The last few months have been ones of marked change for B2B payments, and the rise of embedded finance points the way for what’s to come in 2024 and beyond.
Chris Wyatt, chief strategy and product officer at Finexio, said the B2B space traditionally has lagged consumer-facing innovations. But the gap is narrowing. We may not see the actual demise of checks anytime soon, but faster payments and improved communications between buyers and suppliers will do much to cut down on the reliance on paper-based payments.
Changes that have been impacting commercial payments — and will shape them in the years to come — have been tied to the growing enthusiasm for real-time transactions, especially since the FedNow® Service launched at the end of July, he said. Elsewhere, data-rich messaging has improved remittance information sent between companies, which has improved the transparency of the payments themselves.
“Previously,” he said of B2B payments, “you sent it, hope that it got there … and hope you’d get some information back to say, ‘That check was cashed,’ or ‘The merchant authorized that card.’”
Now, he said, the “full lifecycle” of the payment can be readily examined by both parties and is a significant improvement over the days-long settlement and friction-filled notification flow that have been hallmarks of ACH and even wire payments.
The rise of embedded finance, he said, has made it easier for buyers to order the inventory and materials they need from suppliers and settle invoices within the “same ecosystem” where they bought those items. Payments orchestration platforms offer accounts payable (AP) services so that client companies no longer need to mull how payments are sent out.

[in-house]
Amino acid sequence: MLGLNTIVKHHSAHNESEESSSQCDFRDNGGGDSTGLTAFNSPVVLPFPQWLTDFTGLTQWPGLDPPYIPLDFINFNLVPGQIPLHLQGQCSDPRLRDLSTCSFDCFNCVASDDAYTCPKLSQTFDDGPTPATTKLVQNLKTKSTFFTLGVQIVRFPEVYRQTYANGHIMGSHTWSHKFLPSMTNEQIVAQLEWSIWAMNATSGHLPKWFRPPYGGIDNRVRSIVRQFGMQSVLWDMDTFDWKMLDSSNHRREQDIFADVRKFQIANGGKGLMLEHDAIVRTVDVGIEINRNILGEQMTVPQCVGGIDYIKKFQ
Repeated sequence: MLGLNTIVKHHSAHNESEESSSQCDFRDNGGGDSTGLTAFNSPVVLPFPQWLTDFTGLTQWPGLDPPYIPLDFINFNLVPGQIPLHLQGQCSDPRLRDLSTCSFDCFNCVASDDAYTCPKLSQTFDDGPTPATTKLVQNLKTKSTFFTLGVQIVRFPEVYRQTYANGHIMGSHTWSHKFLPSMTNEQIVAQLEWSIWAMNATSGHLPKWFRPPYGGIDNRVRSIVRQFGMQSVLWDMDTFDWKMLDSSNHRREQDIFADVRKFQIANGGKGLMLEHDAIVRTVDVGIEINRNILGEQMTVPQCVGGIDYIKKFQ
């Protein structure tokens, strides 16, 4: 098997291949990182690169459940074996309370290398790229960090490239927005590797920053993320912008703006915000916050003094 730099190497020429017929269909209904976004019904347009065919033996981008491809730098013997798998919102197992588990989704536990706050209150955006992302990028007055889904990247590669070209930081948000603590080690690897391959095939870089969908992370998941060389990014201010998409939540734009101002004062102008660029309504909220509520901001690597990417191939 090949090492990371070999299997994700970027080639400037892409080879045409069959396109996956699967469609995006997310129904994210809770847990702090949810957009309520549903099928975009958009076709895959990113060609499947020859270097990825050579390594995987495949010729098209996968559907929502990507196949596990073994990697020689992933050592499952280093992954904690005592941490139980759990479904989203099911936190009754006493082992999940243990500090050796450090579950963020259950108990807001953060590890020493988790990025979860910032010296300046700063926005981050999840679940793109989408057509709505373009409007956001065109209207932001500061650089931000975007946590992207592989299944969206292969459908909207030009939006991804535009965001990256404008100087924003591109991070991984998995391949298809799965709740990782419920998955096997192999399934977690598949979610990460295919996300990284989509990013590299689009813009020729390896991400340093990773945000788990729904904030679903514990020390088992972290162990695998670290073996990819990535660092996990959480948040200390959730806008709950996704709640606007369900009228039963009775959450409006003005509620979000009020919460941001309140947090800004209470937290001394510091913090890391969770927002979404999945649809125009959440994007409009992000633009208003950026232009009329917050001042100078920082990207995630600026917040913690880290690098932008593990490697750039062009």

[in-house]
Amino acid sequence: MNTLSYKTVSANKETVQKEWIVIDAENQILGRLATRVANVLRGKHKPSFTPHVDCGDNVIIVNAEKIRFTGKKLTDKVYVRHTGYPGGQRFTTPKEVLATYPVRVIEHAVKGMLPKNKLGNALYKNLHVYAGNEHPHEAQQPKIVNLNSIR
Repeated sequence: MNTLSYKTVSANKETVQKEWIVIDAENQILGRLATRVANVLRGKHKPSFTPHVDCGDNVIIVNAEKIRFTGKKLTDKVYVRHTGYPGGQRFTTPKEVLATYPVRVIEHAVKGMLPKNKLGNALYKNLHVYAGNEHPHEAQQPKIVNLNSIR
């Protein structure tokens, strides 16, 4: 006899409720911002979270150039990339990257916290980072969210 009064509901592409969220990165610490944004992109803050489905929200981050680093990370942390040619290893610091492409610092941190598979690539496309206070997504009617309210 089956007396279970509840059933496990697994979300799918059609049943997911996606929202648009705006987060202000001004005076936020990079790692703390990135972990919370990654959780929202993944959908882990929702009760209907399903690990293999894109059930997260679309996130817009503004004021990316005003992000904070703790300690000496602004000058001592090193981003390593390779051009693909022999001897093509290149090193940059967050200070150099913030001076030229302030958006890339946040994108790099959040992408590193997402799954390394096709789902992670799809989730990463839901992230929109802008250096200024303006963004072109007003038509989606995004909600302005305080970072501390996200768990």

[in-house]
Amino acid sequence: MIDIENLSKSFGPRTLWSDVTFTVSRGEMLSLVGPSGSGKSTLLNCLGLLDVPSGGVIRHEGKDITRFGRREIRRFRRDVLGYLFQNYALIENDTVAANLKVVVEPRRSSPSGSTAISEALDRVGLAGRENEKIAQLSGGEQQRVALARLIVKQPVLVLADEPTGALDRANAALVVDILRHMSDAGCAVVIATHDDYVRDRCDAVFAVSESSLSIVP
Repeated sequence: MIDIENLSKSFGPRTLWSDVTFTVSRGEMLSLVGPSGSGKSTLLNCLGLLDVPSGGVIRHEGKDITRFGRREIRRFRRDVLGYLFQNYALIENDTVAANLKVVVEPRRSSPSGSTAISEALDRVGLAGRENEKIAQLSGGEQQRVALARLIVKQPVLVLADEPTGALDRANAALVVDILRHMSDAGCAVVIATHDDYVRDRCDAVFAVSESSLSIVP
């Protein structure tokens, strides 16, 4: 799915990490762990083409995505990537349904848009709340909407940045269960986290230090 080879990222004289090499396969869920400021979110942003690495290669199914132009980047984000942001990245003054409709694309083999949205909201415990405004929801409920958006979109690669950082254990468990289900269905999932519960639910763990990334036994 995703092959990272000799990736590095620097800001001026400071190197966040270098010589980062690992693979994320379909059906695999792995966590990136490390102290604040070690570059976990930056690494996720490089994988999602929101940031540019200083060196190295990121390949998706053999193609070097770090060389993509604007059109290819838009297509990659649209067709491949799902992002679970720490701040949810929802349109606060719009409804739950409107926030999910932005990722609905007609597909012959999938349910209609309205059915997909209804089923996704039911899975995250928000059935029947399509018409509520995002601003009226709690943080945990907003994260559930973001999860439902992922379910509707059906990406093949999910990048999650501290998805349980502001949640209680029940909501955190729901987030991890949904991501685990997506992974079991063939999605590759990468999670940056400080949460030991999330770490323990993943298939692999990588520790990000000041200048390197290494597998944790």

Although not all B2B segments will have the need for speed that FedNow (and The Clearing House’s RTP network) promise, the potential is there for enterprises to use faster payments as a cash management tool, said Wyatt.
Some firms, he said, “will hang onto their cash until the very last minute but will still be able to get payments out in a timely manner.”
The digital payments and ecosystems are also more secure than paper-based checks — nothing gets lost in the mail — which will in turn incentivize companies to modernize their payments practices, he said. Suppliers are increasingly telling their buyers that they no longer want to accept checks, and buyers must find ways to comply with those wishes.
As 2024 dawns, we’ll likely see an increasing number of providers broaden their payments services for buyers to help hasten the shift away from the paper check, Wyatt said. The use of virtual cards will proliferate, tied to enterprise resource planning (ERP) and accounting software so that reconciliation is automatic and error-free.
No discussion about the technological improvements of B2B payments would be complete without a nod toward artificial intelligence (AI) and machine learning (ML). Wyatt noted that these advanced technologies, as well as blockchain, will be essential over the long run for improving security and monitoring commercial payments as they cross borders and move up and down supply chains.
The paper check has been stubbornly entrenched and may always have adherents, said Wyatt. But with the range of new technologies, services and faster payments in the mix, the positive impact of digitization will be impossible to overlook.
“If you ‘electronify’ more of these [activities],” he said, “it’s cheaper, faster and safer for many of the links in supply chains.”
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